Four easy ways to improve your balance at home:
Balance can be improved! A common misconception I hear at my physical therapy clinic in Sutton MA, is that balance is fixed and cannot be changed. This idea couldn’t be more false.
Everyone starts from a different point, but it is relatively easy to make positive changes with the right consistent habits and exercises. I’ve heard countless times, “I’m just clumsy. Can I really improve my balance?” Sure, some people are more “coordinated” than others. Both balance and coordination are modulated by circuitry derived from the cerebellum in the back of the brain. The cerebellum can be upregulated and neuromodulated to improve coordination by stressing any of the three major balance systems (I will get to that next). The key here is by working diligently on a specific exercise program that targets your lower extremity and core you will notice significant improvements and lower your risk for falls.
Balance is determined primarily by three different systems: sensory (touch/ feel) ; visual (eyes); and vestibular (inner ears). In the field of physical therapy, we work on all three in tandem in order to achieve optimal results to reduce your risk for falls and to improve your balance.
Below is an example of an exercise for each system:
- For the visual system, try VOR training: Fix your gaze on an object five feet in front of you and while keeping your eyes still on the object, move your head as far to the right as you can and then as far to the left as you can; then repeat. That’s one. Do three sets of 10. If you are dizzy, consult your PCP or local PT. (Note: this involves training your vestibular system, too, so its two-for-one!)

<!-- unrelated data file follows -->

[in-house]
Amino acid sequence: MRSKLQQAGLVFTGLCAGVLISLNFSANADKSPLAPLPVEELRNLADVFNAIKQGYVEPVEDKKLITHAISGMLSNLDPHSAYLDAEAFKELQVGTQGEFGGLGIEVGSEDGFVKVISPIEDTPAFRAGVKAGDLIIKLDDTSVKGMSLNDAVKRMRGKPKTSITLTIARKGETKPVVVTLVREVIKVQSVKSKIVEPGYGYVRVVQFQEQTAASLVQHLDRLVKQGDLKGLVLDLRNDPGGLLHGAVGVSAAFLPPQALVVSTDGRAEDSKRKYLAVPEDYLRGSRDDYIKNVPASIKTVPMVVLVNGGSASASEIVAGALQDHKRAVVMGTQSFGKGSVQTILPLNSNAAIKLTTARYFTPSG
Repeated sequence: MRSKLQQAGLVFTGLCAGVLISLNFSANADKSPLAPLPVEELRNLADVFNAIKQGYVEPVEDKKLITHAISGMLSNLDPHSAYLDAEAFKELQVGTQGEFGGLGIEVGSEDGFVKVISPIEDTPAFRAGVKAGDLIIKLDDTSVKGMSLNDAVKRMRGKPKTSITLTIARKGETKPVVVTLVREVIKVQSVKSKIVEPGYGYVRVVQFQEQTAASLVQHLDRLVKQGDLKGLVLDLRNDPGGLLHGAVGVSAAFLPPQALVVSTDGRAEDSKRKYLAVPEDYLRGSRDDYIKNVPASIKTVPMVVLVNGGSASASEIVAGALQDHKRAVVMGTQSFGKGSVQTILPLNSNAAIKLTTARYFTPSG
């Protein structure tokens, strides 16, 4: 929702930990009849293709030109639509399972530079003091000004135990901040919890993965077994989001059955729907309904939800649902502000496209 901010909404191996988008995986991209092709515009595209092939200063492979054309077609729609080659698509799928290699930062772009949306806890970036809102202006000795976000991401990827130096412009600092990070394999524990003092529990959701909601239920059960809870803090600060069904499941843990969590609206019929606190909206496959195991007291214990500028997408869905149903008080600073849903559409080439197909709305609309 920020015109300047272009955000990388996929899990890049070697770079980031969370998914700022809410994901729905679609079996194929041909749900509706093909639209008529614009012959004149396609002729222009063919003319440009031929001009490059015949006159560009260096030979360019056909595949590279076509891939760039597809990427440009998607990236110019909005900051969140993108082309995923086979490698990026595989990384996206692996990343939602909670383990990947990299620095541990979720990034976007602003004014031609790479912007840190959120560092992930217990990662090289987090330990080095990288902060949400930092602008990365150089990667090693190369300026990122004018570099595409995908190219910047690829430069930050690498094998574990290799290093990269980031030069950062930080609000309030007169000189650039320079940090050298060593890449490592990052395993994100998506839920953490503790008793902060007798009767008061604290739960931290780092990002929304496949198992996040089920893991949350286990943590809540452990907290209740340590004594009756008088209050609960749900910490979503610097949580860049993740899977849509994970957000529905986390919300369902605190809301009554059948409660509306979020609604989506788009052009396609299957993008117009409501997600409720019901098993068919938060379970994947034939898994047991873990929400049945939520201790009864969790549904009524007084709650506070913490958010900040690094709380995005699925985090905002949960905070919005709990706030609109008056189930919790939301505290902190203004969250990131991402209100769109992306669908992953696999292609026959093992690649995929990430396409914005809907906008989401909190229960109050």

- For the vestibular system, try walking with head turns: Ambulate 10 feet in a straight line preferably on a tile floor to keep honest, and while ambulating, turn your head to the left and to the right. On the way back, continue to walk in a straight line, only this time, look up and down. Do that 10 times total, and once per day.
- For the sensory system, try SLS on a pillow: In the corner of the room, put down a balance pad or a pillow and balance on one foot. Your goal is to lift your foot 30 inches. If you lift your foot less than 10 inches, you are at risk for a fall, and if you can only hold your foot up five inches or less, you are at risk for an injurious fall (think broken hip, ankle, etc.) Try for three sets lifting your foot 30 inches each leg per day.
Poor balance increases your risk for mortality, especially in the older-than-70 age cohort. The test that I perform on all clients of mine who are septuagenarians or older is the SLS test. If, as above, they can’t hold for 10 seconds on each foot then we immediately tie in a balance program to their physical therapy treatment. Another key indicator of mortality is quadriceps strength. A functional test that I perform to determine quad strength is the five times sit to stand test. Those who are between 70 to 79 years old should be able to perform five sit to stands in less than about 12 seconds. Those age 80 to 89 should be able to perform five sit to stands in less than 15 seconds. This test shows me how powerful the quadriceps are because power is the derivative of speed over time. The faster the exercise is done, the more power the quadriceps tissue has.